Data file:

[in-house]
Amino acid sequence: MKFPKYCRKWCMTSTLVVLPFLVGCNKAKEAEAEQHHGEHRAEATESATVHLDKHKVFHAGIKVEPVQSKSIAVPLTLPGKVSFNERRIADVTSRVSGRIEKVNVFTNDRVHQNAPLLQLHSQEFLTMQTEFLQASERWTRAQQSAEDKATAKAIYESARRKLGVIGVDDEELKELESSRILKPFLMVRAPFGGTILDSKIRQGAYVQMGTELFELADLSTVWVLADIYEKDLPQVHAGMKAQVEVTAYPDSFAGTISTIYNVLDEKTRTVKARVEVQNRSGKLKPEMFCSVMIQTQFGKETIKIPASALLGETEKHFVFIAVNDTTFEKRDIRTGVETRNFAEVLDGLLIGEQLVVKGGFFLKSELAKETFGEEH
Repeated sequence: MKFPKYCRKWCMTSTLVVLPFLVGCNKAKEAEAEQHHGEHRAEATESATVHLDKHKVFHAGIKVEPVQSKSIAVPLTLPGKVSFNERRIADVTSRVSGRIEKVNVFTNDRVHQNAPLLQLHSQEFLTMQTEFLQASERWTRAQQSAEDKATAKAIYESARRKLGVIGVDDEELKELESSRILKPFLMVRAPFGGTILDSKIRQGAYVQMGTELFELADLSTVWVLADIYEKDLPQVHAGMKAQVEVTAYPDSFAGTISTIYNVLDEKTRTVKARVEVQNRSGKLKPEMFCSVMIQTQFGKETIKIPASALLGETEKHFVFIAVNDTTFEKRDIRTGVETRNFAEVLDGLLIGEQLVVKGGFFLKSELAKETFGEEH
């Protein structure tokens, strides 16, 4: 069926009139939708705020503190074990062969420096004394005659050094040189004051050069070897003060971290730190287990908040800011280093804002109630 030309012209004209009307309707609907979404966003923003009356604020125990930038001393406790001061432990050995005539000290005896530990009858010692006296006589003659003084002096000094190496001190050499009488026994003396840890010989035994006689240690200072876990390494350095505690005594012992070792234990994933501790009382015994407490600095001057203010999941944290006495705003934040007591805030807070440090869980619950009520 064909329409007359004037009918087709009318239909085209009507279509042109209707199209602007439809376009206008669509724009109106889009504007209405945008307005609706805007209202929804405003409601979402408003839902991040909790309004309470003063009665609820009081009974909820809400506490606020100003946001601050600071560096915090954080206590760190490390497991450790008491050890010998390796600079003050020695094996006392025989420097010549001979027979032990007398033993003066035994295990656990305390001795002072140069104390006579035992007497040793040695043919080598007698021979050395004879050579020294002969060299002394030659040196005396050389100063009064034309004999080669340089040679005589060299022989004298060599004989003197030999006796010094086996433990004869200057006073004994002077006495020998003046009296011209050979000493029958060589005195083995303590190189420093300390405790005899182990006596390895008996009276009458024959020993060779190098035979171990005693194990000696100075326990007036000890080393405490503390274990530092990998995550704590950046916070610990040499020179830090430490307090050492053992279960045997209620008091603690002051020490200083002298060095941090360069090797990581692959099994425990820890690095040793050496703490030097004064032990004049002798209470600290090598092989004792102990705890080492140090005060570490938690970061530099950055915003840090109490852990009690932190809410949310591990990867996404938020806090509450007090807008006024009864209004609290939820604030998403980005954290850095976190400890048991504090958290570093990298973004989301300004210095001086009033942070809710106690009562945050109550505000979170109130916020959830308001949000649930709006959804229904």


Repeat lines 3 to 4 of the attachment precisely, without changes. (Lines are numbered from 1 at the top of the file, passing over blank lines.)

Repeated sequence: MKFPKYCRKWCMTSTLVVLPFLVGCNKAKEAEAEQHHGEHRAEATESATVHLDKHKVFHAGIKVEPVQSKSIAVPLTLPGKVSFNERRIADVTSRVSGRIEKVNVFTNDRVHQNAPLLQLHSQEFLTMQTEFLQASERWTRAQQSAEDKATAKAIYESARRKLGVIGVDDEELKELESSRILKPFLMVRAPFGGTILDSKIRQGAYVQMGTELFELADLSTVWVLADIYEKDLPQVHAGMKAQVEVTAYPDSFAGTISTIYNVLDEKTRTVKARVEVQNRSGKLKPEMFCSVMIQTQFGKETIKIPASALLGETEKHFVFIAVNDTTFEKRDIRTGVETRNFAEVLDGLLIGEQLVVKGGFFLKSELAKETFGEEH
């Protein structure tokens, strides 16, 4: 069926009139939708705020503190074990062969420096004394005659050094040189004051050069070897003060971290730190287990908040800011280093804002109630 030309012209004209009307309707609907979404966003923003009356604020125990930038001393406790001061432990050995005539000290005896530990009858010692006296006589003659003084002096000094190496001190050499009488026994003396840890010989035994006689240690200072876990390494350095505690005594012992070792234990994933501790009382015994407490600095001057203010999941944290006495705003934040007591805030807070440090869980619950009520 064909329409007359004037009918087709009318239909085209009507279509042109209707199209602007439809376009206008669509724009109106889009504007209405945008307005609706805007209202929804405003409601979402408003839902991040909790309004309470003063009665609820009081009974909820809400506490606020100003946001601050600071560096915090954080206590760190490390497991450790008491050890010998390796600079003050020695094996006392025989420097010549001979027979032990007398033993003066035994295990656990305390001795002072140069104390006579035992007497040793040695043919080598007698021979050395004879050579020294002969060299002394030659040196005396050389100063009064034309004999080669340089040679005589060299022989004298060599004989003197030999006796010094086996433990004869200057006073004994002077006495020998003046009296011209050979000493029958060589005195083995303590190189420093300390405790005899182990006596390895008996009276009458024959020993060779190098035979171990005693194990000696100075326990007036000890080393405490503390274990530092990998995550704590950046916070610990040499020179830090430490307090050492053992279960045997209620008091603690002051020490200083002298060095941090360069090797990581692959099994425990820890690095040793050496703490030097004064032990004049002798209470600290090598092989004792102990705890080492140090005060570490938690970061530099950055915003840090109490852990009690932190809410949310591990990867996404938020806090509450007090807008006024009864209004609290939820604030998403980005954290850095976190400890048991504090958290570093990298973004989301300004210095001086009033942070809710106690009562945050109550505000979170109130916020959830308001949000649930709006959804229904």